The crash was a great excuse to try out the Human Spellslinger and I did so, choosing the soldier path. This required me rescue a few explorers and to defend a control point from four waves of critters and a Boss.  Like an open event or public quest, players can help each other complete the defense. XP was shared but quest credit went to the person who triggered it.  There was even loot for everyone who partook in the defense.  I can see the Soldier path being popular, if merely because people will love to trigger these big events.

I then turned over the station to Bill Murphy who tried the Granok Warrior - which started out in a different area of the same map and used a mucking great sword to dispatch all his enemies.

Bill Murphy

As Carolyn mentioned, I picked up the game as the Granok Warrior, and I chose the Soldier path as well, since I’d seen the quests for the Explorer during Jeremy Gaffney’s presentation earlier in the day.  The combat is a nice blend of the familiar and the “active”.  It’s all about momentum, and there’s a natural progression to combat where if you manage to dodge your opponent’s attacks and thereby keep yourself from being knocked down you’ll actually get bonuses to your XP and damage output.

The warrior’s spam-attack (no auto-attack) changes as you use it, in a sort of combo.  The second swing is different from the first, and third from the second.  Each successful swing does more damage, and builds points for you to use with other skills… including an incredibly awesome explosive AOE which decimated everything around me.  The warrior is going to be an interesting class, even as a “tank”, and that’s not easy to do in this day in age.  Basically the longer you can fight without error, the more you can dodge the enemy’s big attacks, the better you will fight and the more you’ll be rewarded for it.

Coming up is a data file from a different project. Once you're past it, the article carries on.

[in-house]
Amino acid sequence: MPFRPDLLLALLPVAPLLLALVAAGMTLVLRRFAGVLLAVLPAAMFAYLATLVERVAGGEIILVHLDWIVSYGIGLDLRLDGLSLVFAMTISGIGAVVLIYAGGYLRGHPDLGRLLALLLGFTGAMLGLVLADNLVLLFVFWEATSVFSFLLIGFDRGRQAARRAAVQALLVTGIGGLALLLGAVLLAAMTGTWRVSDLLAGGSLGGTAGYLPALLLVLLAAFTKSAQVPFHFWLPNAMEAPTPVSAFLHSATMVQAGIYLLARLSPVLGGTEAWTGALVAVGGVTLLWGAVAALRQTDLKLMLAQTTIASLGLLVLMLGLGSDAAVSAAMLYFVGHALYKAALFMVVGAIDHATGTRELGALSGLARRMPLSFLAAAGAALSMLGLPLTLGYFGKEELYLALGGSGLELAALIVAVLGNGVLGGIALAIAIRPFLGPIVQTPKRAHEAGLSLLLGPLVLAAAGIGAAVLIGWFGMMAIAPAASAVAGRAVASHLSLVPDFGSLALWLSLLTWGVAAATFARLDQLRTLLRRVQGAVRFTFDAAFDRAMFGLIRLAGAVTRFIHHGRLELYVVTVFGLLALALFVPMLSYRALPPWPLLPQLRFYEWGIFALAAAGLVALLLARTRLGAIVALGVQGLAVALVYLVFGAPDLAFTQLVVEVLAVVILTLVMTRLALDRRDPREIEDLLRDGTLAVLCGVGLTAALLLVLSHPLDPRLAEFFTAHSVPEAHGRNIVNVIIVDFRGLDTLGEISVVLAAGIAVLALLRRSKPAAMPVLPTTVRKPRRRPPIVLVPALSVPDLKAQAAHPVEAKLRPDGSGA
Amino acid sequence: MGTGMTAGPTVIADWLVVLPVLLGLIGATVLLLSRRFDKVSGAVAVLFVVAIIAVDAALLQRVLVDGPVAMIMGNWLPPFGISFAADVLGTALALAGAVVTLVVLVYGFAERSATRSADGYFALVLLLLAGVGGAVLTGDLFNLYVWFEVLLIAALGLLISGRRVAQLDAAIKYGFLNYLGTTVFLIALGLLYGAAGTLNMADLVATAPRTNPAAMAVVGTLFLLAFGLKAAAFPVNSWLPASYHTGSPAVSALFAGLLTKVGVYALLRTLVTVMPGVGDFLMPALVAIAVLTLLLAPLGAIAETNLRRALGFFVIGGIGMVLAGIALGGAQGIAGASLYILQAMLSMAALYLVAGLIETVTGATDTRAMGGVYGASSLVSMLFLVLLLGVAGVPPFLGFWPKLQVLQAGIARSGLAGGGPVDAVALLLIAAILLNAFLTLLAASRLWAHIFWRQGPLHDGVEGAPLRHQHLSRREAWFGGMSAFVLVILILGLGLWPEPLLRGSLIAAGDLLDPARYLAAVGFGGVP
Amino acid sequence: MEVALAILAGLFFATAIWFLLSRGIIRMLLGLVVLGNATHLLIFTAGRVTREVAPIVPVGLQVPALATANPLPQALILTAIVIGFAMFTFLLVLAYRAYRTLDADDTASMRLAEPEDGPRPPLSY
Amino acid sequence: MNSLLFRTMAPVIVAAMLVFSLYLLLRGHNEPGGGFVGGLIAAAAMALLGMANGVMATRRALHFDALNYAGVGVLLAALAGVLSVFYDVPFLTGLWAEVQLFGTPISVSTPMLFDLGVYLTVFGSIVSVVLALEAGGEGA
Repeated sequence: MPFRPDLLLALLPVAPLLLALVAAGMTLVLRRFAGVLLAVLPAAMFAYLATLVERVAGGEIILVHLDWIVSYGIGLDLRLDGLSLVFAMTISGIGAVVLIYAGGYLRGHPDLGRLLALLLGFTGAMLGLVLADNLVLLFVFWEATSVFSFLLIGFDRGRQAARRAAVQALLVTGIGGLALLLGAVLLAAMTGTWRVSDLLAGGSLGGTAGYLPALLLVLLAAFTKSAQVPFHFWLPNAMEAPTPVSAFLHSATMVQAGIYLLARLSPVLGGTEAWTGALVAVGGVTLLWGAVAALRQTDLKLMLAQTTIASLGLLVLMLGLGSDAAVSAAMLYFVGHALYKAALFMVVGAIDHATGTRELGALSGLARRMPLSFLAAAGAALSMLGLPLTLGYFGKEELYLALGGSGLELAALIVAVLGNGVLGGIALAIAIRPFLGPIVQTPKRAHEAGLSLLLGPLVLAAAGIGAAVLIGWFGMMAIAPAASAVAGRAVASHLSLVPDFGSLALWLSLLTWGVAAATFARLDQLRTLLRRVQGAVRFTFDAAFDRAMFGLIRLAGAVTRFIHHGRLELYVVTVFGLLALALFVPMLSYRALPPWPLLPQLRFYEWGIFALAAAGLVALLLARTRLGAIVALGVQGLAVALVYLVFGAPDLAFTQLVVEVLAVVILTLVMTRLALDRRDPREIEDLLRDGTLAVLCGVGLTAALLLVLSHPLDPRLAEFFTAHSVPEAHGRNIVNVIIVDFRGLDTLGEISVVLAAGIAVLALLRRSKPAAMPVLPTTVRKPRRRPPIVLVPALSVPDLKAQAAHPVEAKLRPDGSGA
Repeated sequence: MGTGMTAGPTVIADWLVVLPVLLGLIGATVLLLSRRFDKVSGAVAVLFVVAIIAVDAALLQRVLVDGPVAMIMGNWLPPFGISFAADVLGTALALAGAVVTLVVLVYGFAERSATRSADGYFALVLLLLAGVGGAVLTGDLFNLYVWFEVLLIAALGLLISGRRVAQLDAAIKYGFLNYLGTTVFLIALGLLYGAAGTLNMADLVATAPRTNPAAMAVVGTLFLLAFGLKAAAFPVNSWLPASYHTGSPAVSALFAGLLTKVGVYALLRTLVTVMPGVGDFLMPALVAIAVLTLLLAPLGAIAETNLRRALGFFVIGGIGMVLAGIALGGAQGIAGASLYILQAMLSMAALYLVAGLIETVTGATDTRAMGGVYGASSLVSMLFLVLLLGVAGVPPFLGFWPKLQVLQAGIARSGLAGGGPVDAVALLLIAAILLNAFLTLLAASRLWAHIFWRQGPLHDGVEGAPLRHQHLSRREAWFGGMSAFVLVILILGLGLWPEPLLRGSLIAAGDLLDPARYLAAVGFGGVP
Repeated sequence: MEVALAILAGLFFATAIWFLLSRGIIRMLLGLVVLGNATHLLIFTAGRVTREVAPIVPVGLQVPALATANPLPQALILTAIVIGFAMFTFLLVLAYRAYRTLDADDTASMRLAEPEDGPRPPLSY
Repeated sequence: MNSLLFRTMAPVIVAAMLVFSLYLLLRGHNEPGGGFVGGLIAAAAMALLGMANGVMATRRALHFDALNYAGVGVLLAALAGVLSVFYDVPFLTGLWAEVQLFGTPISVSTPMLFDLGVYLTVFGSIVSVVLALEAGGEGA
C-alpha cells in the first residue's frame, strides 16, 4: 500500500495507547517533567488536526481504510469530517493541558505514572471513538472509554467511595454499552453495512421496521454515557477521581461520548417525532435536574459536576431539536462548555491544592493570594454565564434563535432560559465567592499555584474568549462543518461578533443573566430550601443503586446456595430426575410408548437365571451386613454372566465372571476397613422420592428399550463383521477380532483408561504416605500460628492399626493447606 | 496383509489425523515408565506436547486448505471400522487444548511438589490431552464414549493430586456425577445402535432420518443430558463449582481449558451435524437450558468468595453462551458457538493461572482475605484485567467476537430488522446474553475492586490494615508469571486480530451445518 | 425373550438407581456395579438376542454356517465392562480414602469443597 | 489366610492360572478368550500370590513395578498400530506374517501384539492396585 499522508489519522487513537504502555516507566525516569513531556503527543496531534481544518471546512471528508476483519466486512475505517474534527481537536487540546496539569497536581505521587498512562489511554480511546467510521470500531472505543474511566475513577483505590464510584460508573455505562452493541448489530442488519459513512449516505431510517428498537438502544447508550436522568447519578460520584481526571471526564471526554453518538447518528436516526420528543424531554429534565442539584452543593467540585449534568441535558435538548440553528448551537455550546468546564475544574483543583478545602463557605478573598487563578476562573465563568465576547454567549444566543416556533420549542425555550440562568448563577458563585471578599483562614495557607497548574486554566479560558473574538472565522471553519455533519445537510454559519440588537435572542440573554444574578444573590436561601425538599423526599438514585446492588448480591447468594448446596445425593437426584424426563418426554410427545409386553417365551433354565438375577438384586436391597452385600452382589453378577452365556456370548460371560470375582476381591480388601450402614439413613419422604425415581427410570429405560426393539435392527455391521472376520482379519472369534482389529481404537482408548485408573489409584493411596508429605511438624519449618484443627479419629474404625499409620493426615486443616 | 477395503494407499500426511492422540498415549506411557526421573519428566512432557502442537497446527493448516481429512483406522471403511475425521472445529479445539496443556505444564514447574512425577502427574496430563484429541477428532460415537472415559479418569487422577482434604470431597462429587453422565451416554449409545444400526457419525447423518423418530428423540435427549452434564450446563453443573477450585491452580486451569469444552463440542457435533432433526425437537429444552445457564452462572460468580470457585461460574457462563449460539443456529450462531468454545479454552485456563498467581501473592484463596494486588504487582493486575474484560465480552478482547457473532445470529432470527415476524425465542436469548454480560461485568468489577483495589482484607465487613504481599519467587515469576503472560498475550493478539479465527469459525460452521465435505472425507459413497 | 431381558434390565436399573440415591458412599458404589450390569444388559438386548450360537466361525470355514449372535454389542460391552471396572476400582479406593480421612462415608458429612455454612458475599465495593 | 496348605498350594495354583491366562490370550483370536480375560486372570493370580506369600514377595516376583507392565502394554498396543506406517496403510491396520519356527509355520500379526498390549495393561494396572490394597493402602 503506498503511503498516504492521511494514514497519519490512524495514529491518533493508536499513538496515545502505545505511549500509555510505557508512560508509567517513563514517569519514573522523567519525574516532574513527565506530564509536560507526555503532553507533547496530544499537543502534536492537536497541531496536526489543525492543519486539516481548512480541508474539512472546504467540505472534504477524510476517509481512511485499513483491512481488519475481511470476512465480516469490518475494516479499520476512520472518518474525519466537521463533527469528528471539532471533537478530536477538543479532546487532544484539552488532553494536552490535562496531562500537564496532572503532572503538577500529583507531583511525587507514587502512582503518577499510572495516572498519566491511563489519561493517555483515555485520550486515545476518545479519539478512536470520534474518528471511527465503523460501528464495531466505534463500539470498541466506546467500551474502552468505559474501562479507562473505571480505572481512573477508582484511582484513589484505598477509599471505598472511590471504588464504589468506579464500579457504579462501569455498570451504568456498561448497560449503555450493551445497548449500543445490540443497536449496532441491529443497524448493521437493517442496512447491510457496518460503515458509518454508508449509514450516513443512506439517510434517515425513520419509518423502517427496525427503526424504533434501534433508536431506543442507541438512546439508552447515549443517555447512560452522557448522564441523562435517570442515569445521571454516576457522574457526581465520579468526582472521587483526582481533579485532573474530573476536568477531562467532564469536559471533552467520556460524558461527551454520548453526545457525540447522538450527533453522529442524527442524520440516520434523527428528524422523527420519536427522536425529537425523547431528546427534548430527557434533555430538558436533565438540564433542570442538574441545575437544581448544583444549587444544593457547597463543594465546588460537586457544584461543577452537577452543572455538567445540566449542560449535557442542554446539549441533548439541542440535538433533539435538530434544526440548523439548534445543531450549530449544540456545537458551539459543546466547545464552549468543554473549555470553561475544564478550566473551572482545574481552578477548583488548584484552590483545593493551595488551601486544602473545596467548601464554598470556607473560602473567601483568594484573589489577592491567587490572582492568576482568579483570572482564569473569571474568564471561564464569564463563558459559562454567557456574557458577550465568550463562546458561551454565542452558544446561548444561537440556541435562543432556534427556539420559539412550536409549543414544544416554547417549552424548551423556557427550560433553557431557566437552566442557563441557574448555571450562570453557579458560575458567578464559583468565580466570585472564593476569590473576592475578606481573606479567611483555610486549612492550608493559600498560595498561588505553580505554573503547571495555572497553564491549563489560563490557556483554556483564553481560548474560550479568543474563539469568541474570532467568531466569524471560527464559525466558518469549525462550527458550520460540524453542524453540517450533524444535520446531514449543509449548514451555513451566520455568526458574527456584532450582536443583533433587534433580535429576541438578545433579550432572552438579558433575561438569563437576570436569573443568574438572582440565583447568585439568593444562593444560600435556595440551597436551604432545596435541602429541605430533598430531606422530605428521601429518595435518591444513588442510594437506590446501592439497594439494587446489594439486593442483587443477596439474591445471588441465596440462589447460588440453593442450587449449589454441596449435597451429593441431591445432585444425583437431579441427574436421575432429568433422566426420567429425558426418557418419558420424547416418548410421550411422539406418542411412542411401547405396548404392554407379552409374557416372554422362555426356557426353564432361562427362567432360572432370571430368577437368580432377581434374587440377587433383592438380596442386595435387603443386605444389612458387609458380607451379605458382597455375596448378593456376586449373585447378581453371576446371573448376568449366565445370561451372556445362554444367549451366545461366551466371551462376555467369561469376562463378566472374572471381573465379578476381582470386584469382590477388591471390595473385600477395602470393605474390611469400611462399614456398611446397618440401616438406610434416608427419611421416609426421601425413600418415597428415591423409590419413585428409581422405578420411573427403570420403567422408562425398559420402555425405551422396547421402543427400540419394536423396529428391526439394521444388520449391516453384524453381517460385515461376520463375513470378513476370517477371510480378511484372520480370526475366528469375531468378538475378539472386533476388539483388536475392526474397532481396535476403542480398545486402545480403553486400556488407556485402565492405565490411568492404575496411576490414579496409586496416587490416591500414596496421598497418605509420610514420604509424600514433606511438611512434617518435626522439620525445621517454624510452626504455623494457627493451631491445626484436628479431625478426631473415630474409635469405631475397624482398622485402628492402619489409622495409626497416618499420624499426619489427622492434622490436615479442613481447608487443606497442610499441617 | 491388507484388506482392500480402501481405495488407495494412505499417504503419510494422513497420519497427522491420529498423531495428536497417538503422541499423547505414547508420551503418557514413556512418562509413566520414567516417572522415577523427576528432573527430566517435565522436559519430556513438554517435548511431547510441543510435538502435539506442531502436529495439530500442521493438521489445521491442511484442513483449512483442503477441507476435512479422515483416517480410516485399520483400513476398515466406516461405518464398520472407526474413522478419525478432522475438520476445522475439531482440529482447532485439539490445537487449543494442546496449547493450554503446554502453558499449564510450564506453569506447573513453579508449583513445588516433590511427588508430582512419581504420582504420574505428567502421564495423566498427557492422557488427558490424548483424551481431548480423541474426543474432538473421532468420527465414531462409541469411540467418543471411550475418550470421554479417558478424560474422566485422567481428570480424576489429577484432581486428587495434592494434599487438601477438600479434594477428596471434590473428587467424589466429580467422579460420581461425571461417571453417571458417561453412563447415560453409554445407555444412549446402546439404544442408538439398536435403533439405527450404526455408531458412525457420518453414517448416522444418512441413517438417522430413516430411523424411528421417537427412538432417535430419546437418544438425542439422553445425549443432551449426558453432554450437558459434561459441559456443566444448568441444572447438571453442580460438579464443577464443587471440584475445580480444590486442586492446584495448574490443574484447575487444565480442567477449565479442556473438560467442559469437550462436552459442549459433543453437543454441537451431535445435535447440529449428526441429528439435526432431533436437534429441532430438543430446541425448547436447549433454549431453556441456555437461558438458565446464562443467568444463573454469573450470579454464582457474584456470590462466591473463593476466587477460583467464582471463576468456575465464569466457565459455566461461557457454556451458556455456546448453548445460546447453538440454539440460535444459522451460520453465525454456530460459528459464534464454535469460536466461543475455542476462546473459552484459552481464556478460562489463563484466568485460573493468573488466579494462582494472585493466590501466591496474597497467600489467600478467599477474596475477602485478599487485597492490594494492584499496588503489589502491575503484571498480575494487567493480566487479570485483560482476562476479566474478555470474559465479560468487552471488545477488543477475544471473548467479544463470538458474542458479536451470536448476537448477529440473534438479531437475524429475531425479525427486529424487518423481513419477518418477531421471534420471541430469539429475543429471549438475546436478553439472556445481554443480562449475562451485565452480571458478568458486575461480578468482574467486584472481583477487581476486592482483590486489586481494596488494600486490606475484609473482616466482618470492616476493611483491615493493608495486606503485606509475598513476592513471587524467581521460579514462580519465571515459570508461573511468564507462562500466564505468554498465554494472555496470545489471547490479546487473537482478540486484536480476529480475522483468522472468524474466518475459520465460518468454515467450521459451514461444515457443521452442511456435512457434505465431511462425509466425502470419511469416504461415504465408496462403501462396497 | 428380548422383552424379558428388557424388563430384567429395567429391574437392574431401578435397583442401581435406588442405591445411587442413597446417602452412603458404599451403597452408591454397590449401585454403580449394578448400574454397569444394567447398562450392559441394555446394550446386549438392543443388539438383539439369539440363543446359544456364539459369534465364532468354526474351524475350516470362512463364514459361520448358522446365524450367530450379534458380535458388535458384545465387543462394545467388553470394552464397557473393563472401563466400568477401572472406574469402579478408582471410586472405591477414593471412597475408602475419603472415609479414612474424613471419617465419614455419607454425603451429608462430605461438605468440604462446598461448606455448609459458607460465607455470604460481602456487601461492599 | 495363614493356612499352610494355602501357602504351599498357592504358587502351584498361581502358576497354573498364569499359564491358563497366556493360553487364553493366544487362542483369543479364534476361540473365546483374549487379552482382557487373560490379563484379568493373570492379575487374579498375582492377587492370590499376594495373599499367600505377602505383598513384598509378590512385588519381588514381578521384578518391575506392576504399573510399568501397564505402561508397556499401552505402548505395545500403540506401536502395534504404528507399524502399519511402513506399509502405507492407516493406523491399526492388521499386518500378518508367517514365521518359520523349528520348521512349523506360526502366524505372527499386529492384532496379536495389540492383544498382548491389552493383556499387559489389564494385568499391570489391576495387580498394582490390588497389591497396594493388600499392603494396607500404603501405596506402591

The game also uses a “challenge” system, which will basically track how well you’re doing something.  Say you’re out fighting a few beasties, and you’re dispatching them really well.  The game notices this and might suggest a challenge such as “Kill 6 of those in 3 minutes”.  You can ignore these challenges, but if you complete them you get a load of bonus XP and other rewards on top of it.  They’re almost like bonus quests, and have nothing to do with the main story, but the achiever in anyone will have a hard time saying no to them.

The biggest reason to be excited about WildStar is by far the path system.  There’s a lot more to learn about it, but essentially it’s very possibly going to be the type of feature that every game will pick up down the road.  It essentially adds a whole new layer to the game, by taking the long-established notion of player “types” and tying them directly to progression and gameplay.  It’s creating a sort of hybrid between theme park and sandbox, and we really can’t wait to see what the Scientist and Settler paths are all about.

If it works out, WildStar will be the kind of game where an actual society of players is formed, and not just a group of heroes roving about killing things.  Some people will be the army, some will be the builders, some will uncover new lands, and others still will teach us about the ancient lore of the planet.  Everyone will have a part in the shaping of the world.  That is, if Jeremy Gaffney and the rest of the fine folks at Carbine have their way.